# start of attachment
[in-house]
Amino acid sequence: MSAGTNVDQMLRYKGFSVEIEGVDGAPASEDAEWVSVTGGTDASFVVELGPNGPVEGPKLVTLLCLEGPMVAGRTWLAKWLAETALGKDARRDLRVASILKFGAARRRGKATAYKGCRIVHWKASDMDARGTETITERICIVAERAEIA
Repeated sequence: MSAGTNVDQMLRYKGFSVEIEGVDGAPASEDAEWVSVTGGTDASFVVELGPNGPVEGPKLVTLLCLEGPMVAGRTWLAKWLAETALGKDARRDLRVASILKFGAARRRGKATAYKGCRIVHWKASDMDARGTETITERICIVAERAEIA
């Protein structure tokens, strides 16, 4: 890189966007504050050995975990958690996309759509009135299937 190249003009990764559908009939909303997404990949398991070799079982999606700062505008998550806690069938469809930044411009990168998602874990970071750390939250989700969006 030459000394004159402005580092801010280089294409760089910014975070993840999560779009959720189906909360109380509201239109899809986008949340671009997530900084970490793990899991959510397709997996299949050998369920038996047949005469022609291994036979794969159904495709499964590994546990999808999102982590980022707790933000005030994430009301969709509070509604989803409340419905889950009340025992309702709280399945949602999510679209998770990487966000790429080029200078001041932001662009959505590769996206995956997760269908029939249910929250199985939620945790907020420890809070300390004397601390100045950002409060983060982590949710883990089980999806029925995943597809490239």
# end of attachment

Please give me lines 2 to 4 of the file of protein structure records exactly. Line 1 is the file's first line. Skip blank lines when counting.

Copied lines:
Amino acid sequence: MSAGTNVDQMLRYKGFSVEIEGVDGAPASEDAEWVSVTGGTDASFVVELGPNGPVEGPKLVTLLCLEGPMVAGRTWLAKWLAETALGKDARRDLRVASILKFGAARRRGKATAYKGCRIVHWKASDMDARGTETITERICIVAERAEIA
Repeated sequence: MSAGTNVDQMLRYKGFSVEIEGVDGAPASEDAEWVSVTGGTDASFVVELGPNGPVEGPKLVTLLCLEGPMVAGRTWLAKWLAETALGKDARRDLRVASILKFGAARRRGKATAYKGCRIVHWKASDMDARGTETITERICIVAERAEIA
């Protein structure tokens, strides 16, 4: 890189966007504050050995975990958690996309759509009135299937 190249003009990764559908009939909303997404990949398991070799079982999606700062505008998550806690069938469809930044411009990168998602874990970071750390939250989700969006 030459000394004159402005580092801010280089294409760089910014975070993840999560779009959720189906909360109380509201239109899809986008949340671009997530900084970490793990899991959510397709997996299949050998369920038996047949005469022609291994036979794969159904495709499964590994546990999808999102982590980022707790933000005030994430009301969709509070509604989803409340419905889950009340025992309702709280399945949602999510679209998770990487966000790429080029200078001041932001662009959505590769996206995956997760269908029939249910929250199985939620945790907020420890809070300390004397601390100045950002409060983060982590949710883990089980999806029925995943597809490239």